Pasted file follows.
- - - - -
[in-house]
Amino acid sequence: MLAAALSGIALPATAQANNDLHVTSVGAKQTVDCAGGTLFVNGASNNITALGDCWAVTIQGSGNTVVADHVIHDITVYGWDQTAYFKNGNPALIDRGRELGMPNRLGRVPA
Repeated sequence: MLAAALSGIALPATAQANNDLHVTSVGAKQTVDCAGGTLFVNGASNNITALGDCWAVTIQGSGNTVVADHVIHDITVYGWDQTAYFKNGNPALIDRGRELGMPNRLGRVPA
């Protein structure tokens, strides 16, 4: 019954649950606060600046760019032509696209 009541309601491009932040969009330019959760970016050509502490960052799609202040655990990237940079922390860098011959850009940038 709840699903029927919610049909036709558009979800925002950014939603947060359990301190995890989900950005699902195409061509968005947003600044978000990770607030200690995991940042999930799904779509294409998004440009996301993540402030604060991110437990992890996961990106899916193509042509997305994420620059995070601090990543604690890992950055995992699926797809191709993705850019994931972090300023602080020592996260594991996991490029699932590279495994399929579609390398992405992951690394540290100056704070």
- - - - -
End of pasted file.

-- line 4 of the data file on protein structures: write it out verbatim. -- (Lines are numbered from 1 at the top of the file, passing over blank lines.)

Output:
């Protein structure tokens, strides 16, 4: 019954649950606060600046760019032509696209 009541309601491009932040969009330019959760970016050509502490960052799609202040655990990237940079922390860098011959850009940038 709840699903029927919610049909036709558009979800925002950014939603947060359990301190995890989900950005699902195409061509968005947003600044978000990770607030200690995991940042999930799904779509294409998004440009996301993540402030604060991110437990992890996961990106899916193509042509997305994420620059995070601090990543604690890992950055995992699926797809191709993705850019994931972090300023602080020592996260594991996991490029699932590279495994399929579609390398992405992951690394540290100056704070």